Monday, February 23, 2015

Hour By Hour

Although my little peanut is approaching the nine month mark, some things are dawning on me just now.  As in, routine usually works really well for the baby's health and why haven't I applied a regular schedule to my daily life, too?!

I'm one of those probably not-so-rare people who needs boundaries and deadlines in order to make things happen, because I'm exactly 0% self-motivated when it comes to most things.  However, for that very reason, I find myself unwilling to actually set those boundaries for myself.  It's a vicious cycle of laziness and anxiety.  But it's time to break it.

As things are, we've developed regular days and times for baby's bath, for example.  (He's doesn't get so insanely dirty yet that daily scrub-downs are necessary, and he might - like his daddy - be prone to dry skin, so why push the envelope?)  Regular feeding times are crucial for a baby, especially a formula-fed one, so I've become pretty adept at working my own life around bottles and naps.  Still, things fall apart.  Laundry piles up.  Plans come undone.  Photo and writing projects linger in purgatory, wondering silently to themselves if they will ever be complete.  Even this blog languishes, perking up like an old lap dog for its once or twice a month visit and petting session.

So, I think it's finally time.  It's time to spend a few extra dollars and go pick up one of those giant "mom" calendars.  You know what I mean - those ones with daily slots as big as an iPhone for you to write everything in.  Dinner plans, doctors' appointments, social events (ha, ha, ha - what are those again?), chores, etc.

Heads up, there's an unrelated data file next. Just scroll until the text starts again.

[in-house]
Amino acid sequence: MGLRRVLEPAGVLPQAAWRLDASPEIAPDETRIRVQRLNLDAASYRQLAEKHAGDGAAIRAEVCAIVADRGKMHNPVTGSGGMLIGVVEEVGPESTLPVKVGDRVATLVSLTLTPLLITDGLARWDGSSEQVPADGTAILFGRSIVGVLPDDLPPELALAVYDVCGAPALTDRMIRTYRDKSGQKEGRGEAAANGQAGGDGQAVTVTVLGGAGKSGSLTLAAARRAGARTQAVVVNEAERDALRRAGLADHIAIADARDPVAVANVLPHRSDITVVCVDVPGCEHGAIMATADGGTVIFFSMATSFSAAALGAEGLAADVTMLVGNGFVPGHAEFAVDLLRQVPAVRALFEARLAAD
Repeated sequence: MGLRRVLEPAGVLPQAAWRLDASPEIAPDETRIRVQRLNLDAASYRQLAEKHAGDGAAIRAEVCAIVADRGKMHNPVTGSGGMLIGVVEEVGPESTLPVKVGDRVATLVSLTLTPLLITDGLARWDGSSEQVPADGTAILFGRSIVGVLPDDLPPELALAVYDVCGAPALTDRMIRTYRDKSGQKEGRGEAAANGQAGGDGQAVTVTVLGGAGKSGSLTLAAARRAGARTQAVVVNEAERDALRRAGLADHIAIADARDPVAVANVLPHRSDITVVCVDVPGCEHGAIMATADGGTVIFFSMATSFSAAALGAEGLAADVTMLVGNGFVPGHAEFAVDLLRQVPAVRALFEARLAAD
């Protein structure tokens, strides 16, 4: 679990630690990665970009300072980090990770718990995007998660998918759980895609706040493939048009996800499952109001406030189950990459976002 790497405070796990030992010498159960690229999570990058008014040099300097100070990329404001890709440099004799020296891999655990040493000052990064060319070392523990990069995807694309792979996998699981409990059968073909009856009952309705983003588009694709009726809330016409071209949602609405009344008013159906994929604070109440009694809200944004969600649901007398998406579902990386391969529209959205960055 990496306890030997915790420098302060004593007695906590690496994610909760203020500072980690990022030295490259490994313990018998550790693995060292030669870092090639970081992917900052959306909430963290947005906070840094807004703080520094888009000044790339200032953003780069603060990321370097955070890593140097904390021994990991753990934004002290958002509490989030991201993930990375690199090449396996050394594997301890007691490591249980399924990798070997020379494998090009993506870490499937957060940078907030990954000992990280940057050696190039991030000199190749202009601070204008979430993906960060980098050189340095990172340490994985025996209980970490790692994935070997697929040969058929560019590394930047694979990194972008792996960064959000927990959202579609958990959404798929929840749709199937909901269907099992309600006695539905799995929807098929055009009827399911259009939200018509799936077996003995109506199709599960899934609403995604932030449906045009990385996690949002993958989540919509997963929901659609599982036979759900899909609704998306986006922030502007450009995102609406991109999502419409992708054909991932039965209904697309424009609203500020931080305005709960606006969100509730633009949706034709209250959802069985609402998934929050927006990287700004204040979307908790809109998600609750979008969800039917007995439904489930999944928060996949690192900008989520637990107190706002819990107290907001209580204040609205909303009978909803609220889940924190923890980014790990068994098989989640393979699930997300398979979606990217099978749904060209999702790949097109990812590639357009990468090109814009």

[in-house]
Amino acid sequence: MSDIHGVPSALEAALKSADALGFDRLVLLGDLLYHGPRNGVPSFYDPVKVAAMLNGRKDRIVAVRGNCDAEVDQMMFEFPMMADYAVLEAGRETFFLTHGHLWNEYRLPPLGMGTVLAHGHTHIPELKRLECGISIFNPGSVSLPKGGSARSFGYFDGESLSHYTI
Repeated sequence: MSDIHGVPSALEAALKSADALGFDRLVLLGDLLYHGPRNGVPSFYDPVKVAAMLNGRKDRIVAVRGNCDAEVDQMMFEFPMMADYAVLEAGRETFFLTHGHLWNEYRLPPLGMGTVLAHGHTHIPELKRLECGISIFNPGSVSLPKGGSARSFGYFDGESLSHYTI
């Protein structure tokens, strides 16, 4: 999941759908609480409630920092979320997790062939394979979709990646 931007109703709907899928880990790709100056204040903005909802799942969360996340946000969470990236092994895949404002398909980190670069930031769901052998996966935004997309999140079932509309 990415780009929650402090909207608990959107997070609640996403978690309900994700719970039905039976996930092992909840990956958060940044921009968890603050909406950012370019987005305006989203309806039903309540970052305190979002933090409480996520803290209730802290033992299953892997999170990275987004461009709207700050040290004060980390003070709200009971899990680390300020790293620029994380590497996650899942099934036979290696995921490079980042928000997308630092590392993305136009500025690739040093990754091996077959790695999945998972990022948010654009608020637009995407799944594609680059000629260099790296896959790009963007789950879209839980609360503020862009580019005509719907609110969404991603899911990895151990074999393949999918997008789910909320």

Part of the reason for this is, well, housekeeping and homemaking is kind of my full-time gig right now.  I'll probably end up having to work part-time once the baby is a little older, unless things change for us financially, but right now, why not do the best I can to make my house a happier place?  More welcoming for my husband, who works hard at a job he generally dislikes.  More pleasant for myself and my baby, who - at least until spring - spend the majority of our time here.  More organized, less stressful, more inviting, less cluttered.

I've always been that awful creative stereotype.  The one with clever and fun ideas, the one with half a dozen projects started and three or four more tumbling around in my head at any given time.  The one who finally gets that electric storm of inspiration and sits down to write/work/create for hours while the dirty dishes pile up and the curtains collect cat hair. (I mean, even more than usual.)  I'm finding now, after years of these fits of productivity mixed with months of sloth, that, well, it's not a great approach.

Slow and steady is supposed to win the race, right?  You don't lose weight from a single day of clean-eating after weeks of Egg McMuffins, nor does a novel come from an hour of frenzied, divinely-inspired genius followed by distracted musing.  So, what I have to do is create a schedule for myself.  An honest-to-goodness, real-life daily schedule with time for cooking, exercising, leisure, housekeeping, prayer, reading, and writing.  

Oh my gosh, just seeing that in black and white is terrifying.  How do I fit that all in a day?  Even without a baby, that would seem impossible.

I guess I'm going to have to start very, very small.  Like planning out the week's dinners.  And deciding which two weekdays I want to use as laundry days.  

Hey - writing this blog is a start, right?  Check one thing off my daily list.  Now, let's see...can I make two more posts this week?

...and still make sure the cats get fed?

Monday, February 2, 2015

Weighing In - A Heavy Matter